So, you need to have the right information on your page to convince the reader to perform an action. Not only about why they should buy the product or service, but also why they should buy the product/service from you specifically. While doing so, make sure you write it in such a way that you make it readable for all personality types and not just your own. When you write content it is always easy to write it so that you like it yourself. But chances are not everyone reading your page is exactly like you, but if you stick to the four colors from Mr. Myer Briggs. You’ll make your content absorbable for all your readers.

Next to Myer Briggs there are other important things you need to keep in mind when creating a landing page. Hence, for our next best practice for landing pages we’re going to take a look at the six principles of Mr. Robert Cialdini.

The six principles of influence

Mr. Cialdini has recognized six factors that can help us get convinced of something. The six principles are as follows:

  • Reciprocity
  • Scarcity
  • Authority
  • Consistency
  • Liking
  • Consensus

You can use these six principles to convince the users on your website of your product or service. While it is not the goal to convince someone of a product they don’t need, you need to use the six factors to help the user to find the needed information faster. The six principles, just like the Myer Briggs Type Indicators or factors to help absorb the information as easily as possible. It’s about creating content that is so easy to understand and is trustworthy, you don’t want to make your website visitor overthink.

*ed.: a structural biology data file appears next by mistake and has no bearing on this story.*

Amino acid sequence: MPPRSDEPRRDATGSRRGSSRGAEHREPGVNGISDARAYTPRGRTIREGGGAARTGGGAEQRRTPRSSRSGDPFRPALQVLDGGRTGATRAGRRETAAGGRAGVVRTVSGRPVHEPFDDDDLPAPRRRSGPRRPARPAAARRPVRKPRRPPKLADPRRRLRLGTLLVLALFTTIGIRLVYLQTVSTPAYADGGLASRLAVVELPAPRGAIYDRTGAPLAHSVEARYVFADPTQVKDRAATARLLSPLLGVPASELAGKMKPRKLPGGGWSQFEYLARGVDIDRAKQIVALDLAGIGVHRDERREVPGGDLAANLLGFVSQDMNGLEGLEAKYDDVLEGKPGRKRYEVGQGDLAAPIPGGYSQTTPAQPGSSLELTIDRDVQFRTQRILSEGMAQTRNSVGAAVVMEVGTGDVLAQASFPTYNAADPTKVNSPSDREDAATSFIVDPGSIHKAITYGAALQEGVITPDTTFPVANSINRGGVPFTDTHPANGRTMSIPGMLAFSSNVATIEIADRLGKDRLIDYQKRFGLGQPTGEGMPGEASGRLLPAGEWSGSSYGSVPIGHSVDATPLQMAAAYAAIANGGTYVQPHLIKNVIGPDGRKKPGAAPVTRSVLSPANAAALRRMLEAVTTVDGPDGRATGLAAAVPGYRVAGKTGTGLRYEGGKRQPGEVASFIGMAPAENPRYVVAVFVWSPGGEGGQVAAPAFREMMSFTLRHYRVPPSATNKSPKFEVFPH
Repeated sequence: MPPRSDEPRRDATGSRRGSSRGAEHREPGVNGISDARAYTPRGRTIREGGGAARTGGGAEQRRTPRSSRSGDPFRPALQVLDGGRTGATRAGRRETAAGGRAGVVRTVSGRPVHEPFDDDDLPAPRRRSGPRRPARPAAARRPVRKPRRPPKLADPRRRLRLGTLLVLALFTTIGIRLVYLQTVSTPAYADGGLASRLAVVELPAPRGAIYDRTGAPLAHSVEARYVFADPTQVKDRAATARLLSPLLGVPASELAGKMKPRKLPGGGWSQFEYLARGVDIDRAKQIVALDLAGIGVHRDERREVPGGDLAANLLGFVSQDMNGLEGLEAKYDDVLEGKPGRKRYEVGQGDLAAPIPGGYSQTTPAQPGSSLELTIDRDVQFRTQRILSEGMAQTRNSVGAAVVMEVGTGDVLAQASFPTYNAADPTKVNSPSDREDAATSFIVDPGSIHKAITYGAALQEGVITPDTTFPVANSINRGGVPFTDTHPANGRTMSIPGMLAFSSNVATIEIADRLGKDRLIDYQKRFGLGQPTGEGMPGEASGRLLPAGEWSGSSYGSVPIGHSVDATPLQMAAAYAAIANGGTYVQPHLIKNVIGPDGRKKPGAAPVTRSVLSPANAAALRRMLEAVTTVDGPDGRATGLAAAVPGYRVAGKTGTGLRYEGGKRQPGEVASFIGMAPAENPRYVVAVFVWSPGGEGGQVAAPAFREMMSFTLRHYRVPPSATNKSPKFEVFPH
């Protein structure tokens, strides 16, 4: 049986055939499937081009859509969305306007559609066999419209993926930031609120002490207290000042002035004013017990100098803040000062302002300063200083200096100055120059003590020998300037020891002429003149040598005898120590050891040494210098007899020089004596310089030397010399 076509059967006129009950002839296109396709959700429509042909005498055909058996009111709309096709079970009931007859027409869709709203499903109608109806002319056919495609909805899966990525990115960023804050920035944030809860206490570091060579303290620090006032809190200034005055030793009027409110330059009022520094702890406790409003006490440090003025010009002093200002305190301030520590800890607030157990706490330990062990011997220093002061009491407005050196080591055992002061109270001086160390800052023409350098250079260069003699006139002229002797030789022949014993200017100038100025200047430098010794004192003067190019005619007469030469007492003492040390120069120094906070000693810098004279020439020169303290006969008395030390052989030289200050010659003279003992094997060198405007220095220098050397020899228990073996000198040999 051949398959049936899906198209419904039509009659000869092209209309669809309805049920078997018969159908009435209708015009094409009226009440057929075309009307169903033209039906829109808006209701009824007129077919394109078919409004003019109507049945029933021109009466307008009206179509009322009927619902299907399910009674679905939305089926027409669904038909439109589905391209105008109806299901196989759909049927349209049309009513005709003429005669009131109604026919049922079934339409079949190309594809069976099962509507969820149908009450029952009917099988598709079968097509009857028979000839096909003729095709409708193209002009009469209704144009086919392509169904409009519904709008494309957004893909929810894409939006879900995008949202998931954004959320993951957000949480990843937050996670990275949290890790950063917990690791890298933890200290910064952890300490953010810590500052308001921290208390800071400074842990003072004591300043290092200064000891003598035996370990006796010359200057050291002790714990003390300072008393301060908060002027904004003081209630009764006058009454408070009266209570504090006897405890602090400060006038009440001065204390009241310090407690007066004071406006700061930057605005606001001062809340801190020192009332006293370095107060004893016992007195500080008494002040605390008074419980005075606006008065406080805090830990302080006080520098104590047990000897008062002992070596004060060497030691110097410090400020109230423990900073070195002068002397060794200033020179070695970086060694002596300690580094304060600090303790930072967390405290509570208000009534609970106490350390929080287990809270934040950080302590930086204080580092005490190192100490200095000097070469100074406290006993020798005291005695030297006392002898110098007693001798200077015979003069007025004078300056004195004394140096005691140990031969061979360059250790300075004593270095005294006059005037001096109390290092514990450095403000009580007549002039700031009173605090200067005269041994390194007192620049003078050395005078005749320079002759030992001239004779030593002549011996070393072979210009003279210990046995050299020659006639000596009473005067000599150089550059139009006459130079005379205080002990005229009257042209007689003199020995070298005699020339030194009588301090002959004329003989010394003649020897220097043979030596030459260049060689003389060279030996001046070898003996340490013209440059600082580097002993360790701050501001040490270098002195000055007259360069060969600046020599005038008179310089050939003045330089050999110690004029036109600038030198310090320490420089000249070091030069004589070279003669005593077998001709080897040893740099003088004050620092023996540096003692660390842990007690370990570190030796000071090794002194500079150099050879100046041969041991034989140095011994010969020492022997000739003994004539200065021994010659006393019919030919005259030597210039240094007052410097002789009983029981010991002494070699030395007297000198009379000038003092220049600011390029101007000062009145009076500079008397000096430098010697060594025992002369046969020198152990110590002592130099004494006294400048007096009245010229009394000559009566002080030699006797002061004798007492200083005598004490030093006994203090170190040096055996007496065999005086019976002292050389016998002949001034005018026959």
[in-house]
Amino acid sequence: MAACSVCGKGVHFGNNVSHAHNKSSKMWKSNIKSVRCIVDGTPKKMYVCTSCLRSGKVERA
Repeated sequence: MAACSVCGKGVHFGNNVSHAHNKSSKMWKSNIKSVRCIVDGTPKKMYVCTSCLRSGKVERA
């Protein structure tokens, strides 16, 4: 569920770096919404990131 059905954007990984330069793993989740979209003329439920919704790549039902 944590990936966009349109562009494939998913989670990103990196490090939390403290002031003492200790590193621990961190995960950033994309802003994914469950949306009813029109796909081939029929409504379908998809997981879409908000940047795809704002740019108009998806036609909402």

I won’t go through the six factors of influence in detail. But if you want to read more about them, you can do so on this website.

Another book I absolutely love is Steve Krug’s “Don’t make me think!“.

Summarizing the best practices for landing pages

  1. Create the landing page with the goal for the visitor in mind. There is only one thing you want a user to understand or do after reading your page. Make sure the entire page is optimized for that.
  2. Provide content for all four of the colors of the Myer Briggs Type Indicator model. If you have content for all the different types of decision makers your content can best be absorbed, increasing the probability of the visitor completing the goal of the page.
  3. To increase the chance of the person converting on your landing page. Use the principles of influence of Mr. Robert Cialdini. Make sure your influencing tactics are true and useful for the website visitor.

I hope you enjoyed this week’s blog. Let’s create some high-converting landing pages now!